The best memoirs on Black family life in America

The Books I Picked & Why

The Color of Water: A Black Man's Tribute to His White Mother

By James McBride

The Color of Water: A Black Man's Tribute to His White Mother

Why this book?

I rarely read books a second time, but this book is an exception. McBride writes with charm and humor about his family of twelve children living in the projects in Red Hook, Brooklyn. His mother refused to admit she was white while raising her children with her Black minister husband. Coming-of-age, racial identity, and family secrets are ever-present themes in this powerful and poignant narrative.


When you buy a book we may earn a small commission.

Between the World and Me

By Ta-Nehisi Coates

Between the World and Me

Why this book?

Not since James Baldwin, then Toni Morrison does anyone write more intelligently about the struggles of Black families in America. In this letter to his son, Coates explores the painful truth about becoming a Black man in America. “They made us into a race. We made ourselves into a people.”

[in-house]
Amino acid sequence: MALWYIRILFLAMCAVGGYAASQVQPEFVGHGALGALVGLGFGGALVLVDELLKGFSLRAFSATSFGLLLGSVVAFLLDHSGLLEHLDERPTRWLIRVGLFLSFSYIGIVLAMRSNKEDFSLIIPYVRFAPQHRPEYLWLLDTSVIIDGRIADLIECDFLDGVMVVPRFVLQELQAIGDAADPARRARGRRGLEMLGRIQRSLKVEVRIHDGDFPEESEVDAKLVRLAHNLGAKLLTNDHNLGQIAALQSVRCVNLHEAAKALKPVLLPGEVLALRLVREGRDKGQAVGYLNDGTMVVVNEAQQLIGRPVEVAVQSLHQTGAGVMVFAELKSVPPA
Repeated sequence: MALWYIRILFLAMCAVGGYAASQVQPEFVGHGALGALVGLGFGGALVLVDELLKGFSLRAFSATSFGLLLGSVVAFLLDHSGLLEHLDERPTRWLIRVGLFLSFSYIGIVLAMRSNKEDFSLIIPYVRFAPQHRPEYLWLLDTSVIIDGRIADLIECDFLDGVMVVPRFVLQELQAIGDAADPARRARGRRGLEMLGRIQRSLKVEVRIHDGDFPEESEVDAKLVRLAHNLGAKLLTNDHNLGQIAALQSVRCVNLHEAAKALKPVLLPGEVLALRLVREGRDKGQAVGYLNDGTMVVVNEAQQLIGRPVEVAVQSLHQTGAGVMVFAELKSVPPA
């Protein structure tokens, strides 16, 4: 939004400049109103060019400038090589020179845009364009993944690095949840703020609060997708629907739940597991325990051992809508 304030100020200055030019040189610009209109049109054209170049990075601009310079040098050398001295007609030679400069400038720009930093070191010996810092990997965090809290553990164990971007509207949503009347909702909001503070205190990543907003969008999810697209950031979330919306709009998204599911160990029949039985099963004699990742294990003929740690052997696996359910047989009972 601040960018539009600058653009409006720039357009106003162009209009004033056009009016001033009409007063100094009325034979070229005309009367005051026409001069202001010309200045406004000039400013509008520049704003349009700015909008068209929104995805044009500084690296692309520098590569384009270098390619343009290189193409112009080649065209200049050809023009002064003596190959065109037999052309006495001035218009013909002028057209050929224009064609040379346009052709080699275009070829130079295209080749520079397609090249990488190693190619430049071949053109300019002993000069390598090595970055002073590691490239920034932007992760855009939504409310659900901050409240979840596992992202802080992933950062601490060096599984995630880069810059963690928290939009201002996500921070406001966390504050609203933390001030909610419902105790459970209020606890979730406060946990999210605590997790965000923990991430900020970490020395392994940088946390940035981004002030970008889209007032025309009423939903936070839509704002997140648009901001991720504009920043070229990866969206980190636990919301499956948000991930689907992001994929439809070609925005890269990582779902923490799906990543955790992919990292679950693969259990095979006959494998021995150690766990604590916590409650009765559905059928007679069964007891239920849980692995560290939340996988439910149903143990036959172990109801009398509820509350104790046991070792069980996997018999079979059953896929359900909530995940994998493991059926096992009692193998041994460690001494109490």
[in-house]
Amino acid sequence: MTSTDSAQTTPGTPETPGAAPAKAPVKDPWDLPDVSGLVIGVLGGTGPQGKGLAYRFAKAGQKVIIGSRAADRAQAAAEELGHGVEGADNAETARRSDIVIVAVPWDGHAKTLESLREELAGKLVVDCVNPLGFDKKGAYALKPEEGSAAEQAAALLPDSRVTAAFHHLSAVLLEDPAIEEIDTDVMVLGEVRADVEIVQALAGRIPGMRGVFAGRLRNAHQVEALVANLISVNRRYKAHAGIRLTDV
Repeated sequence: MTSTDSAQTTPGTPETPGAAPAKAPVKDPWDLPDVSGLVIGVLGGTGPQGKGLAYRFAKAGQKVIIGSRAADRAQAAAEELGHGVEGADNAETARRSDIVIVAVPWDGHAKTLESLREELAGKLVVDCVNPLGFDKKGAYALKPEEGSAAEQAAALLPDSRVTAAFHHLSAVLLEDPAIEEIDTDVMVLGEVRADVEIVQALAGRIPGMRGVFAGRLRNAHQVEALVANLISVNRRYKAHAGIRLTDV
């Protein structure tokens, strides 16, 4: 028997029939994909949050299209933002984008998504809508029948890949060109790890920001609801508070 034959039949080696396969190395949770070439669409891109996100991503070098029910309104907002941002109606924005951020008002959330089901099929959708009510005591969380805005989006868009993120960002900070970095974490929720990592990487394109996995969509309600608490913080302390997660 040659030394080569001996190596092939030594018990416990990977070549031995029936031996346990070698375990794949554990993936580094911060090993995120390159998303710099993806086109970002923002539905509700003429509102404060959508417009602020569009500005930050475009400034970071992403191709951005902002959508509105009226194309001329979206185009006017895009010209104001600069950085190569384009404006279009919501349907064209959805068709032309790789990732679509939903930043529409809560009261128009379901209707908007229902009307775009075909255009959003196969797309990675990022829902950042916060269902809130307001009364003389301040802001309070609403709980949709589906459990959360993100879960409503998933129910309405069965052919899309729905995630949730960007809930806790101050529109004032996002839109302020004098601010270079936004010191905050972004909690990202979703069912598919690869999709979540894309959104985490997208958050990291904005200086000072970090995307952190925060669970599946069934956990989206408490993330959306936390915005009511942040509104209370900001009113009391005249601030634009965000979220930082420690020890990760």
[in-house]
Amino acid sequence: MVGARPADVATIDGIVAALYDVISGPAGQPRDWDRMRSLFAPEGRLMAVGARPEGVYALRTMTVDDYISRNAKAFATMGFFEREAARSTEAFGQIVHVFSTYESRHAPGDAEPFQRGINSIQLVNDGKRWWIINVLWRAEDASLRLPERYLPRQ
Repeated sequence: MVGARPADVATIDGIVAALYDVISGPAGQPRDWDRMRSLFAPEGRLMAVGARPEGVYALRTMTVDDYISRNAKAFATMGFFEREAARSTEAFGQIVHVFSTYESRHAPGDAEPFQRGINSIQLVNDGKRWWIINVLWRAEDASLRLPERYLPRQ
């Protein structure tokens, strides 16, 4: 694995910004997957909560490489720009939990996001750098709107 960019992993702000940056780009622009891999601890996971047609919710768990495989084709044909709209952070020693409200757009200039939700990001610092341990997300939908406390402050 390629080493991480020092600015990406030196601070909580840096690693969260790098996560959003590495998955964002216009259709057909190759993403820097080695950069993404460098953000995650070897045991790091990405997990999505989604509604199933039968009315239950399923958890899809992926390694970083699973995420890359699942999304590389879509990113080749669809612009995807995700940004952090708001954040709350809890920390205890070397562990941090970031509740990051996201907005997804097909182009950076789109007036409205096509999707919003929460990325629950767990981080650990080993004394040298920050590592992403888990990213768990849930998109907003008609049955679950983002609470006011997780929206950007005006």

When you buy a book we may earn a small commission.

Fire Shut Up in My Bones

By Charles M. Blow

Fire Shut Up in My Bones

Why this book?

With polished language and measured pace, Blow tells a fascinating coming-of-age story of growing up in a small Louisiana town. As the youngest in a family of five boys raised by a schoolteacher mother, with the help of her extended family, he unveils his struggles with sexual identity and masculinity.


When you buy a book we may earn a small commission.

Becoming

By Michelle Obama

Becoming

Why this book?

In this intimate memoir of a future first lady of the United States, we learn how the author’s father modeled hard work while her mother taught her to stand up for herself. From her older brother, with whom she shared a bedroom, divided by a hanging bedsheet, Obama learned to exhibit poise and grace when faced with the dizzying contradictions of success.


When you buy a book we may earn a small commission.

Men We Reaped: A Memoir

By Jesmyn Ward

Men We Reaped: A Memoir

Why this book?

Jesmyn Ward writes lucidly about losing five men in her life in five years. Their deaths force her to confront the reality that they all died because they lived in fear of the racism and poverty that smothers Black families and relationships.


When you buy a book we may earn a small commission.

Closely Related Book Lists

Distantly Related Book Lists

Random Book Lists